Bentley has stepped up its green game—according to Autoblog, the luxury vehicle manufacturer has just installed beehives in its Crewe factory. In a press release, Bentley revealed that it put the two national hives at the edge of its site and surrounded the area with wildflowers.
It has named its newest employees the “flying bees,” in homage to the “flying B” emblem found on Bentley vehicles. Between them, the two hives are home to 120,000 Apis Mellifera honey bees.
According to Board of Manufacturing member Peter Bosch, Bentley has been looking for more ways to improve its carbon footprint ever since it built the U.K.’s largest solar carport on its site—a move which ensured that all of its electricity was either certified green or solar.
Because the population of honey bees is in decline, the goal of these new beehives is to make use of the under-utilized grassland on the Bentley site while increasing local biodiversity.
The flying bees are being bred and cared for by local beekeeping experts. According to Bentley, the bees are already doing very well and are on track to provide its first honey harvest by the end of the summer. In total, each hive has the potential to create approximately 50 jars of Bentley honey.
Following in Ford’s footsteps
Large businesses installing beehives may sound surprising, but there is actually quite a bit of precedent for it. In 2018, Ford installed six honeycomb-shaped hives along one of the walking paths at its global headquarters in Michigan. These hives are home to 360,000 bees, which were provided by Michigan State University research associate Meghan Milbrath.
The idea for Ford’s beehives came from Cormac Wright, a member of Ford’s IT department. According to Wright, he got the idea when he heard about the hives installed by the Fairmont Hotel in Washington, D.C.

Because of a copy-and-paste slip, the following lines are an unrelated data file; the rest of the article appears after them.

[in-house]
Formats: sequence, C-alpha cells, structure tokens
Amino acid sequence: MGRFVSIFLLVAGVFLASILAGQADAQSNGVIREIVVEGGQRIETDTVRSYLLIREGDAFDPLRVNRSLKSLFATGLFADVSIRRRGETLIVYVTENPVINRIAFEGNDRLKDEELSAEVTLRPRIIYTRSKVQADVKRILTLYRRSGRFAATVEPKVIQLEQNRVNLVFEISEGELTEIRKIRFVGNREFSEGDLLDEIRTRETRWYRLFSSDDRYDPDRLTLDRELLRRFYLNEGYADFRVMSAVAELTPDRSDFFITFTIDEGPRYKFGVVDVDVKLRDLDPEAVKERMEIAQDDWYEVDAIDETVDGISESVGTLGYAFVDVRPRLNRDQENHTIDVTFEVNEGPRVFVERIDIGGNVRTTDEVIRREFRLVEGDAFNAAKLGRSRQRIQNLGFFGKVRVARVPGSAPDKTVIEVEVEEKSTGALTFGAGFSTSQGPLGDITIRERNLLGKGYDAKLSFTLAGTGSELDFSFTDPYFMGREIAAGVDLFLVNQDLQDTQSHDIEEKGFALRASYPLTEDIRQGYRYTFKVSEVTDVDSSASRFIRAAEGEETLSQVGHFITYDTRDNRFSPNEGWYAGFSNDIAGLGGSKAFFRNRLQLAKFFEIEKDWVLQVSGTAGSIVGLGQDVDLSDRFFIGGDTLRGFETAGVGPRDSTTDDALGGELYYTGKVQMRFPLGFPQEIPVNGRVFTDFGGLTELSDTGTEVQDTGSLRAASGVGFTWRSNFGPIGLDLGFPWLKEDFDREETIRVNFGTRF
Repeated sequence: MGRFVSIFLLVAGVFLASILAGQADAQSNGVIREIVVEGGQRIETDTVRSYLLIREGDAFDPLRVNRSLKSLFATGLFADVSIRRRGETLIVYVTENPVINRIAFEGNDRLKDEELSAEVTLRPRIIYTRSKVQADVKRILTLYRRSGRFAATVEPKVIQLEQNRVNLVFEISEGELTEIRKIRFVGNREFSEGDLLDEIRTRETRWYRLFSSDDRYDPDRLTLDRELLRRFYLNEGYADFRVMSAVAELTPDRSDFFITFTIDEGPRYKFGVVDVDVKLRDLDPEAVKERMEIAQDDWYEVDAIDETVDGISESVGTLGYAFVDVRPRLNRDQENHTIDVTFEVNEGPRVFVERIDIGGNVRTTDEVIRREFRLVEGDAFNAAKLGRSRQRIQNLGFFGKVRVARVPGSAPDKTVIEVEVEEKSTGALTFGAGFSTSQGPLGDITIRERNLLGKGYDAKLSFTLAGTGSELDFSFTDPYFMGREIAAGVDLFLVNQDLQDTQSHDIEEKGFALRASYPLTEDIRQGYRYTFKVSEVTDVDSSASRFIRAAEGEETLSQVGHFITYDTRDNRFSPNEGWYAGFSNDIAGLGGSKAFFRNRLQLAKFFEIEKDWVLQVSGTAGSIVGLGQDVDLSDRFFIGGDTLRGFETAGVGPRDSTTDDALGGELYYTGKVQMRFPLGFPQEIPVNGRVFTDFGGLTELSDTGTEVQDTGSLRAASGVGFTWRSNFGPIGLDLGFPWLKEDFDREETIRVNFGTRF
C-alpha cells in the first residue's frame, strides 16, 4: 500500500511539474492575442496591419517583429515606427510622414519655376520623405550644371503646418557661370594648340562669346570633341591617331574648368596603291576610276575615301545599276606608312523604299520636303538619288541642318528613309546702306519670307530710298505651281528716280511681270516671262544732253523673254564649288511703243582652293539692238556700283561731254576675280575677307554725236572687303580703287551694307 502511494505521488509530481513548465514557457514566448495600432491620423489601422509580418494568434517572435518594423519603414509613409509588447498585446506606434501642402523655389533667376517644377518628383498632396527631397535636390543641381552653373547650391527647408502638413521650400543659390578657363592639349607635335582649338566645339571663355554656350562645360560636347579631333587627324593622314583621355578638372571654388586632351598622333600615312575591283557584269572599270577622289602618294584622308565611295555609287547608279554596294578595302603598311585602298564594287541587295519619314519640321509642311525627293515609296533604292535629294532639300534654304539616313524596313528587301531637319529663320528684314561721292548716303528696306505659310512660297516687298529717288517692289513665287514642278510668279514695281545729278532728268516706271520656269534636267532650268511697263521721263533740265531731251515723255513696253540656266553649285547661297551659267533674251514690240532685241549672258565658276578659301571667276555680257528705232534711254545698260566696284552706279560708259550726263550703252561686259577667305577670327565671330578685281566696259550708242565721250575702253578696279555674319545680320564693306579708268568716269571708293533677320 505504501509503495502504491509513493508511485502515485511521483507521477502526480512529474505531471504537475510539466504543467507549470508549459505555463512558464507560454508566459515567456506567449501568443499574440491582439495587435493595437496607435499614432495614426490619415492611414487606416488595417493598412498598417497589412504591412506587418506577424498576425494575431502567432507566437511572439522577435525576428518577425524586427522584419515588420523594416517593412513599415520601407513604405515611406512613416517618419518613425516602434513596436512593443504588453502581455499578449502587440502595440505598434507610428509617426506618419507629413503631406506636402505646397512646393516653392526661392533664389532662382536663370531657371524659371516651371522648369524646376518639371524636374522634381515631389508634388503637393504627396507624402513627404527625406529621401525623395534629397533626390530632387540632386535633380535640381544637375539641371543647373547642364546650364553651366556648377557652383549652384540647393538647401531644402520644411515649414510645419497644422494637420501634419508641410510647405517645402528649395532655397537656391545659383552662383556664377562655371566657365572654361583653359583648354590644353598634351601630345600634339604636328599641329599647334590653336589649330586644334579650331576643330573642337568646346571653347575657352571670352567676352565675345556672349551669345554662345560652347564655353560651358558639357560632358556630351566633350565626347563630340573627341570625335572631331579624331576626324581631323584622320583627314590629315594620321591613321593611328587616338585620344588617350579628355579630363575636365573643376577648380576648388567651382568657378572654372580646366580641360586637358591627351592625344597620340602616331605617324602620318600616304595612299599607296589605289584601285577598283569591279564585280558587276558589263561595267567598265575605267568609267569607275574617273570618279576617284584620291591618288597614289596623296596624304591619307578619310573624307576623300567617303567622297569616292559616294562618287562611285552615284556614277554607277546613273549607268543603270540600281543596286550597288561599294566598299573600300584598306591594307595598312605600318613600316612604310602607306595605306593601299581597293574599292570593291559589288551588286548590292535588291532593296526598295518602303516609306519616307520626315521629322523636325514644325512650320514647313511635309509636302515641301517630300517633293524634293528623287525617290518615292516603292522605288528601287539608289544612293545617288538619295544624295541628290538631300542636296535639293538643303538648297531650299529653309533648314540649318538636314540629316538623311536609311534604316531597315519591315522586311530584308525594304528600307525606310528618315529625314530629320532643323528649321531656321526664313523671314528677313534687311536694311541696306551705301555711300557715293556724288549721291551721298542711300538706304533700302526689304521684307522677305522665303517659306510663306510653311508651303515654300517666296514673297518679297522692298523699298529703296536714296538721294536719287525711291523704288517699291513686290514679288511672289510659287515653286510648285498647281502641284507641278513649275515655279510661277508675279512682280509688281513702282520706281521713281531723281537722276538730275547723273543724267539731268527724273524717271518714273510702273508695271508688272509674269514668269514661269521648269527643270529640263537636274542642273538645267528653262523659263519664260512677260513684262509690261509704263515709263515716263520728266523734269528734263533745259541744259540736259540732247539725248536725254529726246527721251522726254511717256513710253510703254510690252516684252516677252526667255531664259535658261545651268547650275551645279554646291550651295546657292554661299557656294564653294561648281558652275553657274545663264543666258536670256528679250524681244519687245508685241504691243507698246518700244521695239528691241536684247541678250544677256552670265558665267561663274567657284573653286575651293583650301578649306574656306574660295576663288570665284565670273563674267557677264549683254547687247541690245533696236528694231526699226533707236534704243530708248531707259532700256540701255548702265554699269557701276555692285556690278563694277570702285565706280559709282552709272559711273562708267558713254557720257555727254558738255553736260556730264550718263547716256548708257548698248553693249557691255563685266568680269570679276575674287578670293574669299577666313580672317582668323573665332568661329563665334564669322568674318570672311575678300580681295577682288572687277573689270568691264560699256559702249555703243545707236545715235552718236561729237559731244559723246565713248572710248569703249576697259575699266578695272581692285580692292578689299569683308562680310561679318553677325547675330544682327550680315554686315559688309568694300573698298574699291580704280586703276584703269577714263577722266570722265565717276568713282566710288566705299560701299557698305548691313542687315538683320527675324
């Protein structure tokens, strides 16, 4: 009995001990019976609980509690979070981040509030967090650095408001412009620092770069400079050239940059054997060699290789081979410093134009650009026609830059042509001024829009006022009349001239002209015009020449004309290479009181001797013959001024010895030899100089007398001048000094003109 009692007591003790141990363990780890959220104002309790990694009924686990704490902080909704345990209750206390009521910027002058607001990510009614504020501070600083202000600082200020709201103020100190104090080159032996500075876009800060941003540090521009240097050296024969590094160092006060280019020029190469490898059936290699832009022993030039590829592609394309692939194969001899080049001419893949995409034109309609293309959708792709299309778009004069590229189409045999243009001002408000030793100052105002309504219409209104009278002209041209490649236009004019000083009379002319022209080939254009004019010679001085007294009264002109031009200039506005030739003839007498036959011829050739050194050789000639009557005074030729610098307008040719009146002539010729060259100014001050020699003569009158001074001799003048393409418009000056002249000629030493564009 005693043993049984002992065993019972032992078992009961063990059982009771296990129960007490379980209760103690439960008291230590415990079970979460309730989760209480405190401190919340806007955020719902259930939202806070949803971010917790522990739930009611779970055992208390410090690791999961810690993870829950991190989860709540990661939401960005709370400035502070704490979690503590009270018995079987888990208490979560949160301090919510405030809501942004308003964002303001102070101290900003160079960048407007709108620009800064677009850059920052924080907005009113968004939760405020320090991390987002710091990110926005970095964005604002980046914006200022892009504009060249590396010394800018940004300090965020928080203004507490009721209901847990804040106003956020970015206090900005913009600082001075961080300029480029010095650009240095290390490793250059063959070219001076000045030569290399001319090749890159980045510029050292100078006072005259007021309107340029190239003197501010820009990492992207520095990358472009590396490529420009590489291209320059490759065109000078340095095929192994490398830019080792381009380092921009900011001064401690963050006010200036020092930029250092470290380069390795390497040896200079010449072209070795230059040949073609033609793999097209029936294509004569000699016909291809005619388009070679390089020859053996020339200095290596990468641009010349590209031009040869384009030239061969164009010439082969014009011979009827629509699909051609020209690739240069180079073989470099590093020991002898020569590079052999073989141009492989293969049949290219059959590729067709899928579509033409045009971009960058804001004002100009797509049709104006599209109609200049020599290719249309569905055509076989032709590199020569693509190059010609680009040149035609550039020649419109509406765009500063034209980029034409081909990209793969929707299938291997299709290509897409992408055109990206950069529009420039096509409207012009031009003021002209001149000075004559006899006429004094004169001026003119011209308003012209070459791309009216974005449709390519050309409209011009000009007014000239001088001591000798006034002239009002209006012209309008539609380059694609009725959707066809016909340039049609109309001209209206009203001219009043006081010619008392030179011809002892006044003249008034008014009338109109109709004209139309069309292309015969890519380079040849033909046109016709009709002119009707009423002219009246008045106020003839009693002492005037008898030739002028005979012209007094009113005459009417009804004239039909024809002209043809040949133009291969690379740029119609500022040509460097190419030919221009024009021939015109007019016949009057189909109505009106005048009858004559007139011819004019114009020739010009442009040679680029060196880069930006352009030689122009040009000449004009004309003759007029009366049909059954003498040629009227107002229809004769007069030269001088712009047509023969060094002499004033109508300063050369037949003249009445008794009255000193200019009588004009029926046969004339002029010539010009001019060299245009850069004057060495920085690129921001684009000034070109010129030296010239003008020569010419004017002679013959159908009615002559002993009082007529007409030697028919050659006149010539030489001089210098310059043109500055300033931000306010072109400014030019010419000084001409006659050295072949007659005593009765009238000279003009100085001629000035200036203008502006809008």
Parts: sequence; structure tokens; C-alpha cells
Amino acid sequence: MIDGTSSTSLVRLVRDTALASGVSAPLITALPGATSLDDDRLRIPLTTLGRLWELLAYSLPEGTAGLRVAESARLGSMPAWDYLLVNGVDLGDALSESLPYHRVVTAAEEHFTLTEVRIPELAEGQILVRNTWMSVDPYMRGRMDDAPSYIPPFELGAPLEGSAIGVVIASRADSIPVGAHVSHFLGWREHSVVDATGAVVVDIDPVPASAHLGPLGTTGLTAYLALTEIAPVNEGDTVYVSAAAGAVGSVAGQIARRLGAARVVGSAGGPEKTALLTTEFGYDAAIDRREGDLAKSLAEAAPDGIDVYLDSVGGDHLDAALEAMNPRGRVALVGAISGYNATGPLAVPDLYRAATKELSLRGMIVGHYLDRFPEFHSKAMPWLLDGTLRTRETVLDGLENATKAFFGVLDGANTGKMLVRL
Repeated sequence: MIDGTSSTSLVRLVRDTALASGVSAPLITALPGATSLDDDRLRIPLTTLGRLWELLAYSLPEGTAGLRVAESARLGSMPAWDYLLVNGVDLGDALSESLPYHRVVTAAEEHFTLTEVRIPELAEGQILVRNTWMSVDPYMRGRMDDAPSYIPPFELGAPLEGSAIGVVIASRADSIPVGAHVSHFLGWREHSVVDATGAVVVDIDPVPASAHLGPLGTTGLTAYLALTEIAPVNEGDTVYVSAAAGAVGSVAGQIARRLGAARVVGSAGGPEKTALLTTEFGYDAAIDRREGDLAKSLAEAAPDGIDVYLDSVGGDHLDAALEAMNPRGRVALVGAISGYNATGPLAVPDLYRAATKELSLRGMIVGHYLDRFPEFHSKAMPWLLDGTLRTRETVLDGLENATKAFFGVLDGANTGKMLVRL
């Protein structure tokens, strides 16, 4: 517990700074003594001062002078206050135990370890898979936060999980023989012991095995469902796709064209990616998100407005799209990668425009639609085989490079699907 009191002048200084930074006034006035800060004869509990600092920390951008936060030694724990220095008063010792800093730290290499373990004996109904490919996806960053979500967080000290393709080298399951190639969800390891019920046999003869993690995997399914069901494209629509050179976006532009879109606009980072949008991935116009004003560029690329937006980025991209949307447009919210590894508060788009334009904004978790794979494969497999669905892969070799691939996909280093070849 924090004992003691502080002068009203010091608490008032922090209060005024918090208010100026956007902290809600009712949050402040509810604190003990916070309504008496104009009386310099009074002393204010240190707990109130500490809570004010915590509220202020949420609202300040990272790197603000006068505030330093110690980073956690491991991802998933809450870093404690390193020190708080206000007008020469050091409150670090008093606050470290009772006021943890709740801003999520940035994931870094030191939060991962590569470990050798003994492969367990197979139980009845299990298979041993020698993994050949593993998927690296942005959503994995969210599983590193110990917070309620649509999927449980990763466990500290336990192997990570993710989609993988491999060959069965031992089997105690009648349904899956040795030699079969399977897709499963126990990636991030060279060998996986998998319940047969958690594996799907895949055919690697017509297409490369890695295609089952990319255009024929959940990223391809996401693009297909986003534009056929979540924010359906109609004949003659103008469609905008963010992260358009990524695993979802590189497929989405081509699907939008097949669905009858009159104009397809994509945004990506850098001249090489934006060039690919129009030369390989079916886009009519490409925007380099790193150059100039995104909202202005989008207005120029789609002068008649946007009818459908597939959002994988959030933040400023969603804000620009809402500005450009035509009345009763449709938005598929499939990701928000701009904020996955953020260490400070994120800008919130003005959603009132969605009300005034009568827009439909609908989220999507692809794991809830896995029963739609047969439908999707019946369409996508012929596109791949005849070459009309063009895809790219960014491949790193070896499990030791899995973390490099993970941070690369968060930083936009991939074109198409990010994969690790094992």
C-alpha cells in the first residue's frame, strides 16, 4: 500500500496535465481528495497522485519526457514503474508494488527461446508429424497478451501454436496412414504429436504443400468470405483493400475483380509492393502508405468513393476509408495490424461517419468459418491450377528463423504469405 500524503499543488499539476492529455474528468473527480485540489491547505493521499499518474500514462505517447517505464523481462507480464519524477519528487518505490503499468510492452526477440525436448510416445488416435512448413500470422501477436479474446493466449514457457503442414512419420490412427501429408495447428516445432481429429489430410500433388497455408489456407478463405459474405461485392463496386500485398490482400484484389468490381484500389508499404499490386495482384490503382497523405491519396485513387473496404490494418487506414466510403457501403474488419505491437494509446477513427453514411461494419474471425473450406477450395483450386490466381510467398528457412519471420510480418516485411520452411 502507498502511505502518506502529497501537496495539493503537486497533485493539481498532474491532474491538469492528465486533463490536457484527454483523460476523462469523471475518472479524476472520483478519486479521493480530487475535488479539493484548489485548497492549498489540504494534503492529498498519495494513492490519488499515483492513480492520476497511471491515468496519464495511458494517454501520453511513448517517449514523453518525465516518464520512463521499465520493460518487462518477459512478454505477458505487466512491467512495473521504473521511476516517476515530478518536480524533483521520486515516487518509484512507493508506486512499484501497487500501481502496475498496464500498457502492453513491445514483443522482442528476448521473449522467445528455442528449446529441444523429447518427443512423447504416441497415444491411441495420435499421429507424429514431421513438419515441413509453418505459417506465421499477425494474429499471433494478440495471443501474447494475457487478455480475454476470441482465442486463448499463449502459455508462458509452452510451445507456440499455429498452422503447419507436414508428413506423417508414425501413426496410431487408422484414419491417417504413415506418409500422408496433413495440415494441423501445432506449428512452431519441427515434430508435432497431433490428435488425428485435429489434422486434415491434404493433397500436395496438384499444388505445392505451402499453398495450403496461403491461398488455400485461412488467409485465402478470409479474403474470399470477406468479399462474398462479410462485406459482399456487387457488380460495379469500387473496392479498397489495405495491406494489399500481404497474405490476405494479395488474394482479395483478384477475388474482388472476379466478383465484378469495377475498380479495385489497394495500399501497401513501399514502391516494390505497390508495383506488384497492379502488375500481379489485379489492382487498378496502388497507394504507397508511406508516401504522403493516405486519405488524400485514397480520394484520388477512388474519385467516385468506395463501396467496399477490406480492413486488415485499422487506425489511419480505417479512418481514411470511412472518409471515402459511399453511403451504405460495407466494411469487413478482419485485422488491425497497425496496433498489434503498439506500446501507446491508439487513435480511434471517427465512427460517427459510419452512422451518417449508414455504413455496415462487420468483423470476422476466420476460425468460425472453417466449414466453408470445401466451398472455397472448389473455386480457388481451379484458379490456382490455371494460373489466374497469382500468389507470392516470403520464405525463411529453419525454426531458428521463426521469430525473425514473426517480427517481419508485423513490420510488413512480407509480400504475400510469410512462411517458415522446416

In fact, the Fairmont was ahead of the curve when it came to hosting bee apiaries—the hotel started the big-business beekeeping trend back in 2009, inspiring multiple other D.C. hotels to take the leap as well. And now, it seems, the trend is still going strong, with both Ford and Bentley jumping on board in support of the bees.
Bentley’s other green initiatives
While the new hives are perhaps the most unique environmental move on the part of Bentley, it is not the only green initiative being implemented. Bosch has stated that one of Bentley’s major goals is to work toward achieving carbon-neutral operations.
In fact, the company recently stated that it had become “the first automotive manufacturer to achieve re-certification of the triple Carbon Trust Water Standard for carbon, waste and water.”
Bentley has also announced plans to begin moving toward a larger lineup of electric cars. By 2023, the auto manufacturer hopes to have created hybrid versions of every single one of its cars. The first of these vehicles is the Bentayga hybrid, which is a plug-in version of Bentley’s current SUV.
No timeline has been released for the rest of the hybrid lineup, but Car and Driver speculates that some of the next conversions will include the Continental GT Coupe, the Flying Spur, and the Mulsanne.
Additionally, Bentley has stated that by 2025 it hopes to have a fully electric model ready to be released. The plans for this vehicle, the EXP 12 Speed 6e, were first released at the 2017 Geneva Motorshow. While details for this new electric vehicle are still scarce, it should be able to travel approximately 200 miles on a single charge and have an option for wireless charging.